[R] In which application areas is R used?
gavin.simpson at ucl.ac.uk
Tue Jan 24 19:16:58 CET 2006
On Tue, 2006-01-24 at 13:24 +1100, John Maindonald wrote:
> In this context "extensive" might be use of R in at least maybe 2% or 5%
> of the published analyses in the area, enough to make waves and stir
Given that description, then ecology would more than likely make the
All the best,
> The immediate subtext is the demand of a book publisher for a list of
> journals to which a new edition of a certain book might be sent for
> review, and for a list of conferences where it might be given exposure.
> For myself, in the medium to longer term, I am more interested in other
> subtexts such as you mention, to which the answer might have relevance.
> I've wondered what support there'd be for starting a database of
> bibliographic information on papers where R was used for the analysis.
> Authors might supply the information, or readers of a paper suggest its
> addition to the database. Once well populated, this would provide a useful
> indication of the range of application areas and journals where R is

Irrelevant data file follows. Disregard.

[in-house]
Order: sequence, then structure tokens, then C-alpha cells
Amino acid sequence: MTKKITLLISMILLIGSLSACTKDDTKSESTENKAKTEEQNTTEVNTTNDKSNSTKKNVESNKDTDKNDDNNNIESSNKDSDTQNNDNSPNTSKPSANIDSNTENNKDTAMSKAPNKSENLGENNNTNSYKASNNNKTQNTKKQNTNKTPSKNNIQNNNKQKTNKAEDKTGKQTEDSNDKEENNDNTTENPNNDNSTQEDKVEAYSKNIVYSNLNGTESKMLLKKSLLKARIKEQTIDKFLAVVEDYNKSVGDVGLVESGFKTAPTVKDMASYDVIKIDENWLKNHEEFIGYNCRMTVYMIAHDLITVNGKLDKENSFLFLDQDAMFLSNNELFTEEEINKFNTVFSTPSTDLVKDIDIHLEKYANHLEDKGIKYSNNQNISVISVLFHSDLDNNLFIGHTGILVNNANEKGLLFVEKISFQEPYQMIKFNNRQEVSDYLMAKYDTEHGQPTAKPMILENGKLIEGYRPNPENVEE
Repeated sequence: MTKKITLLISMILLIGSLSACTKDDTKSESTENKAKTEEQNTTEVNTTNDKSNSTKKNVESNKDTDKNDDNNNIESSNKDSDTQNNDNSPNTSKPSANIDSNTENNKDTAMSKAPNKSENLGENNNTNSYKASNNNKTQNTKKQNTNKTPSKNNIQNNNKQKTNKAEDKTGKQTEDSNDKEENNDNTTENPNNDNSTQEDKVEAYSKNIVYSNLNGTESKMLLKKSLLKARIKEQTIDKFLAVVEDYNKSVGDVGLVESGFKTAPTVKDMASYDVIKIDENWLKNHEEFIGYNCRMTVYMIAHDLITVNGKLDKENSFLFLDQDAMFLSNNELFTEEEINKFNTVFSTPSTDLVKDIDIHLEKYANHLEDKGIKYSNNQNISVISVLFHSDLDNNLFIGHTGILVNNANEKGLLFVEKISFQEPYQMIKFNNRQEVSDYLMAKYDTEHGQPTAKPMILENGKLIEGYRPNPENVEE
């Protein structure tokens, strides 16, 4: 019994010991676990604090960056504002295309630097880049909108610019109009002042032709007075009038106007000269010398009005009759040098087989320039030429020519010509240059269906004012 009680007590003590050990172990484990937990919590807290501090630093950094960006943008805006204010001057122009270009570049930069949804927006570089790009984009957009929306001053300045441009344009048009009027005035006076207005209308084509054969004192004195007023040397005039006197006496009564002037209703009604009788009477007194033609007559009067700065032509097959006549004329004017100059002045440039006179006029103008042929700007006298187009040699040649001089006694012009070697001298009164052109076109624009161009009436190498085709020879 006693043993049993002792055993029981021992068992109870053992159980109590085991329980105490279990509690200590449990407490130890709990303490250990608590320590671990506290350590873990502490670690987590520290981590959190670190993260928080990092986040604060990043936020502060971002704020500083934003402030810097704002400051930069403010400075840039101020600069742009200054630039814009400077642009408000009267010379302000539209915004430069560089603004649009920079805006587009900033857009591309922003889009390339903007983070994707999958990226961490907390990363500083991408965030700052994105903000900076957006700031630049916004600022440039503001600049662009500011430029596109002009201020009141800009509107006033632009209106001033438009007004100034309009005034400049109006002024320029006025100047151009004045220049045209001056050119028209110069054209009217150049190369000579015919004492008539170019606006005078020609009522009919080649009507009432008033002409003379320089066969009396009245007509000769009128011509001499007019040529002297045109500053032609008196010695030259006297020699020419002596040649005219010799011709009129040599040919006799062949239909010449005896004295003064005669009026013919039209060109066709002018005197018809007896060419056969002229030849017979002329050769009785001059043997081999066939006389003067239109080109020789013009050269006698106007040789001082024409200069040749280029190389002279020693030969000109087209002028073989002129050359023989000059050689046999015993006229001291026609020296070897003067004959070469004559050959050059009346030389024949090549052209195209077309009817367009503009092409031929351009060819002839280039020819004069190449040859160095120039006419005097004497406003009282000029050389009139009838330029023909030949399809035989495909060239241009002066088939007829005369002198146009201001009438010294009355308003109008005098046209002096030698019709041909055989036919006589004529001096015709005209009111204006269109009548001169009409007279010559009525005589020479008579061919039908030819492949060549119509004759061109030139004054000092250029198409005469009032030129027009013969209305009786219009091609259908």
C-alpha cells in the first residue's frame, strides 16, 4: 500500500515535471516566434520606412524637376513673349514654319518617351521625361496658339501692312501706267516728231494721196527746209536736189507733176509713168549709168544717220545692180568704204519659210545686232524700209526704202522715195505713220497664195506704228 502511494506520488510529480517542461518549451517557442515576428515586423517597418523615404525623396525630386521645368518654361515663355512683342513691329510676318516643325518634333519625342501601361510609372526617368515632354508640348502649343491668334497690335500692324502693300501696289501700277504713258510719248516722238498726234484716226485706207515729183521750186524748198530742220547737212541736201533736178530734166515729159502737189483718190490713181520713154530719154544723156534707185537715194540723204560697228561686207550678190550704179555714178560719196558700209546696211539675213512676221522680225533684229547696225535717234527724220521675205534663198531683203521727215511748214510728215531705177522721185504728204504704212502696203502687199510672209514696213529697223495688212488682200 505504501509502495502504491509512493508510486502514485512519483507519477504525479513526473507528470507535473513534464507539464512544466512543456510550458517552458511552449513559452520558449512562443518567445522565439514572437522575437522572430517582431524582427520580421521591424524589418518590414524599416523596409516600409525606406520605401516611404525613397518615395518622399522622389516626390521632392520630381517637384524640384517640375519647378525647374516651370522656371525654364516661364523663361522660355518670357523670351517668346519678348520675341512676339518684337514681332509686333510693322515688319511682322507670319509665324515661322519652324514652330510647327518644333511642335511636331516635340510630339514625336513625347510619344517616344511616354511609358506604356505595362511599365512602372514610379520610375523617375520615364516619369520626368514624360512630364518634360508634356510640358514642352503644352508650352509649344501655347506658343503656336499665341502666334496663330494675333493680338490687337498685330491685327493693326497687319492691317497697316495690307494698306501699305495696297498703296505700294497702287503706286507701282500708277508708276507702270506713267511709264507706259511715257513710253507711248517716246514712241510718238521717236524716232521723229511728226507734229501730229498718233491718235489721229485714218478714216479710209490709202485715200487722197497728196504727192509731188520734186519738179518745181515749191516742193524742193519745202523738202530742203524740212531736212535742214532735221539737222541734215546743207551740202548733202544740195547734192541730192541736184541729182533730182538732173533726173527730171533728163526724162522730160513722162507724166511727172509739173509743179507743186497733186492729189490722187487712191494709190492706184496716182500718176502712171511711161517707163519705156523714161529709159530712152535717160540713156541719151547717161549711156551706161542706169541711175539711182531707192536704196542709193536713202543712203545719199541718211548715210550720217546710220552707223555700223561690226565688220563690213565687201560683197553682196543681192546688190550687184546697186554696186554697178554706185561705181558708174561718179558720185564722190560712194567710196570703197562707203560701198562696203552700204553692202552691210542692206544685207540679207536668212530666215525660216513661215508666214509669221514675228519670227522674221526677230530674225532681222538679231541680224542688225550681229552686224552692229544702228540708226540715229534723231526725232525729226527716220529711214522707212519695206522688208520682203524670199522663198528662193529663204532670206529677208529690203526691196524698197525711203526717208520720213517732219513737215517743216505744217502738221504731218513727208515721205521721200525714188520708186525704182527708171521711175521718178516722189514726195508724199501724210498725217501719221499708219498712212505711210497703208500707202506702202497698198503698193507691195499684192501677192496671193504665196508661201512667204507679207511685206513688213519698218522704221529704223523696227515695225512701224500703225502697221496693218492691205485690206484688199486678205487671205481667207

> finding use. [Or has someone, somewhere, already started such a
> Finance and biostatistics are obvious areas that I'd omitted. Other areas
> drawn to my attention have been telephony and electronic networks, solid
> state etc manufacturing, computer system performance, oceanography and
> fisheries research, risk analysis, process engineering and marketing. (I
> hope my summaries are acceptably accurate). I'm not sure what force these
> other respondents have given the word "extensive".
> John Maindonald
> Mathematical Sciences Institute
> Australian National University.
> john.maindonald at anu.edu.au
> Berton Gunter wrote:
> > Define "extensive."
> > I think your answers depend on your definition. I know a bunch of folks
> in pharmaceutical preclinical R&D who use R for all sorts of stuff
> (analysis and visualization of tox and efficacy animal studies,
> dose/response modeling, PK work, IC50 determination, stability data
> analysis, etc.). Is "bunch" a majority? I strongly doubt that it's near.
> Is it 5%, 10%, 30% ?? Dunno. Excel is still the Big Boy in most of these
> arenas I would bet. But I would also bet that there are at least 1 or 2
> folks in dozens of companies who use R in for these things.
> > Is there a subtext to your query? -- i.e. are you trying to make an
> argument for something?
> > -- Bert
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